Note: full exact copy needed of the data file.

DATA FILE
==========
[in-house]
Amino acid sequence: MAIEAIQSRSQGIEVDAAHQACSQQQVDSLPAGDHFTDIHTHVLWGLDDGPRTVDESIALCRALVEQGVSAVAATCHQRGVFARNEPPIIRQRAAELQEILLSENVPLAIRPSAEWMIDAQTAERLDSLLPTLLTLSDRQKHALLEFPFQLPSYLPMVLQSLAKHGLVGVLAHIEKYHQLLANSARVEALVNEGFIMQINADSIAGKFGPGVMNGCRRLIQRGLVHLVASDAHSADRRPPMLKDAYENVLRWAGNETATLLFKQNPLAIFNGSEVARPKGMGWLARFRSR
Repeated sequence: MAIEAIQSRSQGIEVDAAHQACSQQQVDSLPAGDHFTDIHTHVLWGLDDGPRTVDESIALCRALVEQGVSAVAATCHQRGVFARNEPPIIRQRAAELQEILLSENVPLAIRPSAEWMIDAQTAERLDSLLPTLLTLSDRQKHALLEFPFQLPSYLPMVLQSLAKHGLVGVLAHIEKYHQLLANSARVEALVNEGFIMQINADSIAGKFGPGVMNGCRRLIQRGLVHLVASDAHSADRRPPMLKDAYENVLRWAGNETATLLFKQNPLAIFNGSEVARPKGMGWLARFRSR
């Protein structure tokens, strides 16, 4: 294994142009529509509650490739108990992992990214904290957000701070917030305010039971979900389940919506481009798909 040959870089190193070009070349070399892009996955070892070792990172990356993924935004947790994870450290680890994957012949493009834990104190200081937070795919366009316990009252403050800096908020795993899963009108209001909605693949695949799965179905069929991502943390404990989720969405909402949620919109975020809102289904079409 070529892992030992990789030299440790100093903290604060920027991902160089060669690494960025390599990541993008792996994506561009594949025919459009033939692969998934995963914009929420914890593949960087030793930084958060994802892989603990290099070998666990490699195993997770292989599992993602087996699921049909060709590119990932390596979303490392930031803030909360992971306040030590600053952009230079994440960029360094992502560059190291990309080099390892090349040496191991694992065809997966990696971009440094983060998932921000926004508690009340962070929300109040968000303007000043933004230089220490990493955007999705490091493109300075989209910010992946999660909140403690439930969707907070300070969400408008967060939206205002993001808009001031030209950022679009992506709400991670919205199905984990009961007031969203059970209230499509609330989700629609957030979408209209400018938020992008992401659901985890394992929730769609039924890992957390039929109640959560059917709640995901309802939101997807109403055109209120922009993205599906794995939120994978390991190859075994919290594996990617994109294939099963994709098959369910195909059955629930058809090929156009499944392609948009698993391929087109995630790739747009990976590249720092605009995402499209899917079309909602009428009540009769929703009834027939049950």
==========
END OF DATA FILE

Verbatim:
[in-house]
Amino acid sequence: MAIEAIQSRSQGIEVDAAHQACSQQQVDSLPAGDHFTDIHTHVLWGLDDGPRTVDESIALCRALVEQGVSAVAATCHQRGVFARNEPPIIRQRAAELQEILLSENVPLAIRPSAEWMIDAQTAERLDSLLPTLLTLSDRQKHALLEFPFQLPSYLPMVLQSLAKHGLVGVLAHIEKYHQLLANSARVEALVNEGFIMQINADSIAGKFGPGVMNGCRRLIQRGLVHLVASDAHSADRRPPMLKDAYENVLRWAGNETATLLFKQNPLAIFNGSEVARPKGMGWLARFRSR
Repeated sequence: MAIEAIQSRSQGIEVDAAHQACSQQQVDSLPAGDHFTDIHTHVLWGLDDGPRTVDESIALCRALVEQGVSAVAATCHQRGVFARNEPPIIRQRAAELQEILLSENVPLAIRPSAEWMIDAQTAERLDSLLPTLLTLSDRQKHALLEFPFQLPSYLPMVLQSLAKHGLVGVLAHIEKYHQLLANSARVEALVNEGFIMQINADSIAGKFGPGVMNGCRRLIQRGLVHLVASDAHSADRRPPMLKDAYENVLRWAGNETATLLFKQNPLAIFNGSEVARPKGMGWLARFRSR
């Protein structure tokens, strides 16, 4: 294994142009529509509650490739108990992992990214904290957000701070917030305010039971979900389940919506481009798909 040959870089190193070009070349070399892009996955070892070792990172990356993924935004947790994870450290680890994957012949493009834990104190200081937070795919366009316990009252403050800096908020795993899963009108209001909605693949695949799965179905069929991502943390404990989720969405909402949620919109975020809102289904079409 070529892992030992990789030299440790100093903290604060920027991902160089060669690494960025390599990541993008792996994506561009594949025919459009033939692969998934995963914009929420914890593949960087030793930084958060994802892989603990290099070998666990490699195993997770292989599992993602087996699921049909060709590119990932390596979303490392930031803030909360992971306040030590600053952009230079994440960029360094992502560059190291990309080099390892090349040496191991694992065809997966990696971009440094983060998932921000926004508690009340962070929300109040968000303007000043933004230089220490990493955007999705490091493109300075989209910010992946999660909140403690439930969707907070300070969400408008967060939206205002993001808009001031030209950022679009992506709400991670919205199905984990009961007031969203059970209230499509609330989700629609957030979408209209400018938020992008992401659901985890394992929730769609039924890992957390039929109640959560059917709640995901309802939101997807109403055109209120922009993205599906794995939120994978390991190859075994919290594996990617994109294939099963994709098959369910195909059955629930058809090929156009499944392609948009698993391929087109995630790739747009990976590249720092605009995402499209899917079309909602009428009540009769929703009834027939049950």